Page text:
Rothman At-Large

Accountability: Why the Press Needs to Ask ALL 538 Electors about Donald Trump

November 29, 2016

A century from now, historians may well turn to the Trump Time Capsule series.

The Atlantic’s James Fallows has told “what we knew, when we knew it, about the man who was trying to become president.” The series holds Republican politicians and others accountable to future generations. Donald Trump’s detractors regard him as a potential tyrant with little regard for the First Amendment, climate change measures, diversity, women’s rights and countless other concerns—hence, the close scrutiny by The Atlantic and others.

But the job isn’t done. The Atlantic, the Washington Post, the New York Times, NPR and other major news organizations should to talk to every member of the Electoral College before the vote on December 19.

The names of the 538 electors are not secret. They’re even in Wikipedia, and through state Web sites and otherwise, reporters should be able to catch up with their physical and email addresses and phone numbers. Let’s try to get all the electors on record as to how they feel about Trump and gather the individual answers in one place.

Perhaps this could be a joint project of several or even many news organizations, so we see all the answers as soon as possible. A clonable online database, in the public domain to make preservation easier and help protect the results from possible future censorship, would contain all the details. Ideally the interviews can be in audio, and if at least some are in video, then so much the better. Should the electors not talk, their name and reasons for declining (if given) should be mentioned.

Interviewing electors of both parties, the reporters should not lobby for or against Trump. But if nothing else in the interest of history, they should ask these questions or at least similar ones:

  1. Are you planning to vote for Trump? (No Democratic elector will say yes, but read on---see question 10.)
  2. If so, why? Is it because you presently believe that the system requires you to? Please list all the pro-Trump reasons, legal and otherwise. If you’re voting for him not just because of election results but also because you sincerely think his presidency would be good for the United States, then mention the specifics. If dislike of Hillary Clinton is one reason for your vote, say so and elaborate.
  3. Will you still vote for Trump even if he does not pledge to relinquish control of his assets and either sell them or place them in the control of independent trustees empowered in every way to eliminate conflicts of interests?
  4. Is it a conflict when Trump holds overseas properties or has his name otherwise associated with them? What to do about such situations as those in Turkey ("a little conflict of interest," as he himself has described it), India, the Philippines, and Argentina, where he and local partners rely on the goodwill of the local governments? And if his companies receive favors, will this violate the language in the Constitution prohibiting emoluments from foreign powers? Might Trump’s dealing with state-owned companies---or companies whose owners have close ties to the ruling politicians---be the same as actual dealings with these foreign states? Even or especially with members of his family running his businesses?
  5. Are there reasons other than the Constitutional ban on emoluments why you might not want to vote for Trump, such as his plea for less press freedom, the end result of “opening up” the libel laws? Dictators such as Vladimir Putin and their allies have used criminal and civil libel laws to stymie reporters investigating corruption, the reason why this question is germane.
  6. Does the First Amendment provide enough press protection, not enough or too much?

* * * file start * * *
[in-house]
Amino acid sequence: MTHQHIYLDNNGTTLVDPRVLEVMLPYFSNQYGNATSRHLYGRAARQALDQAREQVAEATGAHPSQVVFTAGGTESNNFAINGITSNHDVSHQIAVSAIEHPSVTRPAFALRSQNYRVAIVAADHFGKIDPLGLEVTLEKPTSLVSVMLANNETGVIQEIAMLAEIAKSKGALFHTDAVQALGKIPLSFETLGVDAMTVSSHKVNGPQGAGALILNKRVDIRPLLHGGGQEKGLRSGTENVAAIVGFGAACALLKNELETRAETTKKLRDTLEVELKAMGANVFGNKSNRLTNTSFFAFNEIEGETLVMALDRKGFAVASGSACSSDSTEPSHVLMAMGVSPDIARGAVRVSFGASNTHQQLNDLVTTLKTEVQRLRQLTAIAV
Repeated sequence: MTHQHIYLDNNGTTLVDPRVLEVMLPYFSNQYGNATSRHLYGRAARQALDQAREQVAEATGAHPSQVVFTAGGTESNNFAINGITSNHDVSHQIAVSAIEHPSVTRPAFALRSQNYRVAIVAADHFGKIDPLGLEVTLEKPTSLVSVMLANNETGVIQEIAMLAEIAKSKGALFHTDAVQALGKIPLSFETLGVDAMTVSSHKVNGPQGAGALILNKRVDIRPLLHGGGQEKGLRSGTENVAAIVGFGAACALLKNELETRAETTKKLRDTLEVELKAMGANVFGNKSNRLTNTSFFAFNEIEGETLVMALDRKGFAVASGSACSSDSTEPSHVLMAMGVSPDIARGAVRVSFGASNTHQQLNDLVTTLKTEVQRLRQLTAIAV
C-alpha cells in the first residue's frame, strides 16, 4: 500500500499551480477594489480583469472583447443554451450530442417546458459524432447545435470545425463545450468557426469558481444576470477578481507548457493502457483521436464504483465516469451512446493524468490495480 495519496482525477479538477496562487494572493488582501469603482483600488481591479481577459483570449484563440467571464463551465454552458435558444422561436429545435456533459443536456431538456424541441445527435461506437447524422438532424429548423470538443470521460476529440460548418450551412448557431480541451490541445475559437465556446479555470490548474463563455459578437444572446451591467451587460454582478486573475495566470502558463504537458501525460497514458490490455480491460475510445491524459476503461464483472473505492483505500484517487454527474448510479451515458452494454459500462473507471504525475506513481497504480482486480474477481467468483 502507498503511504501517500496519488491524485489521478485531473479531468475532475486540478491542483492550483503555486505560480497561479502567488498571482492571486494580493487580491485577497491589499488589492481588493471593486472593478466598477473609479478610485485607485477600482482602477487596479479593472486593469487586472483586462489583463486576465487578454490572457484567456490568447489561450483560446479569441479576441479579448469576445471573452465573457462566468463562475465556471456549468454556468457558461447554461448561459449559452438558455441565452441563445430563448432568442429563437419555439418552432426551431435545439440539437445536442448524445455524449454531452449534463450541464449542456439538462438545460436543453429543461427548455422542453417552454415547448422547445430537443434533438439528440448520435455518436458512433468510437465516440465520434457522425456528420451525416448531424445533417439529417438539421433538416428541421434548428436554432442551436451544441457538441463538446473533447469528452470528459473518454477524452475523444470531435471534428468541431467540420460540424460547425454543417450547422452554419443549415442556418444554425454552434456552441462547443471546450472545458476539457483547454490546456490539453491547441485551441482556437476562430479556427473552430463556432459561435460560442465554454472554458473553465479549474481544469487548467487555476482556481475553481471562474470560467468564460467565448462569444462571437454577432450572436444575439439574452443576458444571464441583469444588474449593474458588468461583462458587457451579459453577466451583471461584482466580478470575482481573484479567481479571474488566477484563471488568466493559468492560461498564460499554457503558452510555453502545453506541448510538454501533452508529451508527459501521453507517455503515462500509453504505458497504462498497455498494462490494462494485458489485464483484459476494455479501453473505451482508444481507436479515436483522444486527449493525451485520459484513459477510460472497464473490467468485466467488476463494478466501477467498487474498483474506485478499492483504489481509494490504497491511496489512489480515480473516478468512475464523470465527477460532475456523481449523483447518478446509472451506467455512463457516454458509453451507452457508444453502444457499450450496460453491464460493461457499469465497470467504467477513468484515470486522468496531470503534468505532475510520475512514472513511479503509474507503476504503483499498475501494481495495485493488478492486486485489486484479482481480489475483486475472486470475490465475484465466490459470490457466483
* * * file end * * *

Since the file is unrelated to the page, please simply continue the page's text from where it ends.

7. If you’re from a state that requires electors to go by the election results, would you be open to the possibility of campaign donors or others paying your fine and legal expenses? Even if you’re in South Carolina, where faithless electors face possible criminal penalties, would you be willing to undergo the legal risks?
  8. Would the fact that Trump lost the popular vote on November 8 be at all a factor in making your choice?
  9. Should we abolish the Electoral College? Why or why not?
  10. Under any circumstances would you be open to a compromise under which Democratic electors agreed to vote for Vice President-elect Mike Pence in return for Republicans promising not to vote for Trump? Most Democrats would hate most of Pence’s policies, but significantly, he has supported a federal shield law to protect professional journalist from having to reveal anonymous sources in most cases. Although, as governor of Indiana, he called for a state news agency, he dropped this second proposal. Would the Pence approach possibly be tidier than throwing this into the House of Representatives without some kind of compromise beforehand? If not, why not? If so, why? Needless to say, Democrats would still be free to oppose Pence's policies on issues ranging from abortion to taxes.

The last question, of course, is one reason why the interviews should not be confined to Republican electors alone.

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Donald Trump and The Jill Stein Paradox: Get Out of the Race NOW, Jill

September 1, 2016

An endearing goal of Jill Stein, the Green Party Presidential candidate, is to “Protect the rights of future generations.” 


No, I don’t agree with Stein and the Greens on everything, but I certainly would here: “Lead on a global treaty to halt climate change. End destructive energy extraction: fracking, tar sands, offshore drilling, oil trains, mountaintop removal, and uranium mines.” Bravo, Jill!


Isn’t it a bit of a paradox, however, that you hate gambling with the future sea levels and the rest, but you’re turning the 2016 Presidential race into too much of a crapshoot---and increasing the chances we’ll elect an oil-loving fascist like Donald Trump? Mind you, most pundits still favor Hillary Clinton. But here’s the word from NBC: “In a four-way general election match-up, Clinton leads with 41 percent, a 4-point margin over Trump (37 percent). Libertarian Gary Johnson maintains 11 percent of the vote and Green Party candidate Jill Stein holds steady with 5 percent.”